*And let's not forget the growing problem of road rage, which can happen anywhere, to anybody.

These sorts of things don't happen daily or even weekly, but they do happen.  Violence doesn't happen to only those in less affluent neighborhoods.  In all my years I've never had to present my gun to thwart violence to myself or a loved one, nor have I ever been shot at by anyone.  Statistics say it's extremely unlikely I ever will be, either.  But I also know that if, heaven forbid, a violent situation ever confronts me and I need to call 911, it will take the police at least 5 minutes, and probably much longer, to arrive.  Until help arrives I simply want to be able to protect myself.  

There's nothing Wild West about carrying a gun.  A properly trained, vetted, licensed, and prepared armed citizen should be no threat to anyone, except maybe bad guys looking to harm them.

I'm not paranoid, running around looking for terrorists behind every rock and tree.  I'm not a vigilante.  Like everyone else I go to work, the grocery store, Home Depot, and sometimes out for dinner.  If you saw me you'd never know I had a gun on me, I'm that discreet.  My daily routine is no different than yours.  I just happen to have one more bit of insurance than most other people.  :)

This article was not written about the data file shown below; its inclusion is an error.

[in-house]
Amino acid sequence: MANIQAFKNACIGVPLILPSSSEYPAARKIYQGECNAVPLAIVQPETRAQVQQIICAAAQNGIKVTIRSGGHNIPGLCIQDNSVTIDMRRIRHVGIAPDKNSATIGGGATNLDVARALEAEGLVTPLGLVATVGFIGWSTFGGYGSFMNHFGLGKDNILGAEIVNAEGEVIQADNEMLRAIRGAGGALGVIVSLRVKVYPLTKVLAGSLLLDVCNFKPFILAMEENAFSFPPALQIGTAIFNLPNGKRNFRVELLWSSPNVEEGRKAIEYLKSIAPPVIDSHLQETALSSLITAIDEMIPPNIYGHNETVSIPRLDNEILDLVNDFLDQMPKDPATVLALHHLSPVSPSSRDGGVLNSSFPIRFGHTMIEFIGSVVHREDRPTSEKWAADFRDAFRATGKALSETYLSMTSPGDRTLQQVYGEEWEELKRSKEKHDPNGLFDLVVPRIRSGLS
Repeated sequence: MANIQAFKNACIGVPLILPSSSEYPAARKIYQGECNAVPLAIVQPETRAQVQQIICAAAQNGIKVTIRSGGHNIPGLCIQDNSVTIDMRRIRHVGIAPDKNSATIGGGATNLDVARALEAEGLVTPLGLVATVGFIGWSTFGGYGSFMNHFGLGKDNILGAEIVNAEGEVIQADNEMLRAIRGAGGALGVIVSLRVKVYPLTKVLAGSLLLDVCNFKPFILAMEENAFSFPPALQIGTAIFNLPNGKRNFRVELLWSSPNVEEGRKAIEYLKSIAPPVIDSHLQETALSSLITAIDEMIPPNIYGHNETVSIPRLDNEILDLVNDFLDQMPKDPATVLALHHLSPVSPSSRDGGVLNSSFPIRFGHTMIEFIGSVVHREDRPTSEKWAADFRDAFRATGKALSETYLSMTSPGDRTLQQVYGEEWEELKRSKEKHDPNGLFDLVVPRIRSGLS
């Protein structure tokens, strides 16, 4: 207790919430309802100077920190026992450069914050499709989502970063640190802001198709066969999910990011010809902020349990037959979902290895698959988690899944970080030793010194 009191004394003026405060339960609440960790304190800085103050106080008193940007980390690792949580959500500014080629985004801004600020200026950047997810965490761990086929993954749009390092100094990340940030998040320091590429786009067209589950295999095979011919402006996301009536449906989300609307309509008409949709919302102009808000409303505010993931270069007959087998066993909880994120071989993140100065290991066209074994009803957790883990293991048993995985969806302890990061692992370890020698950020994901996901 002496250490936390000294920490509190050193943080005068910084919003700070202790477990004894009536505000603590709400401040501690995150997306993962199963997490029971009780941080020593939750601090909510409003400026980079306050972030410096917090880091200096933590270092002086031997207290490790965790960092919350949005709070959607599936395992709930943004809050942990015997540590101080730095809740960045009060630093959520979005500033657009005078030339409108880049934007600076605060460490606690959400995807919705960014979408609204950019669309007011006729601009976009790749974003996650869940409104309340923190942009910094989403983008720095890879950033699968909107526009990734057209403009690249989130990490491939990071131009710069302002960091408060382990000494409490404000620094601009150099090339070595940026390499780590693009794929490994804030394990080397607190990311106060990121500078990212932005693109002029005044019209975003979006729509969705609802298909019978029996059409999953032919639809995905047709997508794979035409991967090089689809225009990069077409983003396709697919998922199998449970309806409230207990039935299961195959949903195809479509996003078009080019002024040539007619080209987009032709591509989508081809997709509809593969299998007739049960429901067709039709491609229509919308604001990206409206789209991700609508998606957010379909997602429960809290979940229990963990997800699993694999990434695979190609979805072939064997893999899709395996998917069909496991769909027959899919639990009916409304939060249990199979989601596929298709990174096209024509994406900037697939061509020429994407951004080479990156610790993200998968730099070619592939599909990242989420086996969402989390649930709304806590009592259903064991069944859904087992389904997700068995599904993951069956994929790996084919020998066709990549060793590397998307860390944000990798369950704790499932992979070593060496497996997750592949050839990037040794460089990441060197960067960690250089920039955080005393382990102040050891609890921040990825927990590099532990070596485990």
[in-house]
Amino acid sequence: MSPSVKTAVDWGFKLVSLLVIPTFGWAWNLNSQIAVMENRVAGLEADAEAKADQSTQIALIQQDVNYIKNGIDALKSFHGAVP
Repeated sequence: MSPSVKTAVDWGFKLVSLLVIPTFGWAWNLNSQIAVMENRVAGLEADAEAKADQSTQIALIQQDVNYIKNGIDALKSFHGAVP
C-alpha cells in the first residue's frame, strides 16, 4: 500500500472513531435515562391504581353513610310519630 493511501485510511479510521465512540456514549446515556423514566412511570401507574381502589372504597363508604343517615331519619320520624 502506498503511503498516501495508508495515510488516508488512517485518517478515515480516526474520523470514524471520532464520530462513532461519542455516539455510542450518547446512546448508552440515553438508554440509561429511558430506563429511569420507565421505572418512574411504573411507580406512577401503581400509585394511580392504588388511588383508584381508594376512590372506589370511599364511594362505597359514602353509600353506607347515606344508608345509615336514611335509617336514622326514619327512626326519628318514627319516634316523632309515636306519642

S


9 comments:

  1. I worked in downtown Detroit for over 12 years and never carried a gun.

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    1. Sounds like you "dodged a bullet" then. Pun intended. Hahaha!

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    2. I remembered I wrote a story about 15 years ago that reminds me of your attitude https://www.wattpad.com/36055218-the-carnival-papers-flight

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  2. Eventually the fixation with guns in this country will devolve to the point where everyone will need to carry a gun to protect themselves from everyone else carrying a gun.

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    1. But "everyone else" isn't dangerous. Only a select few are dangerous.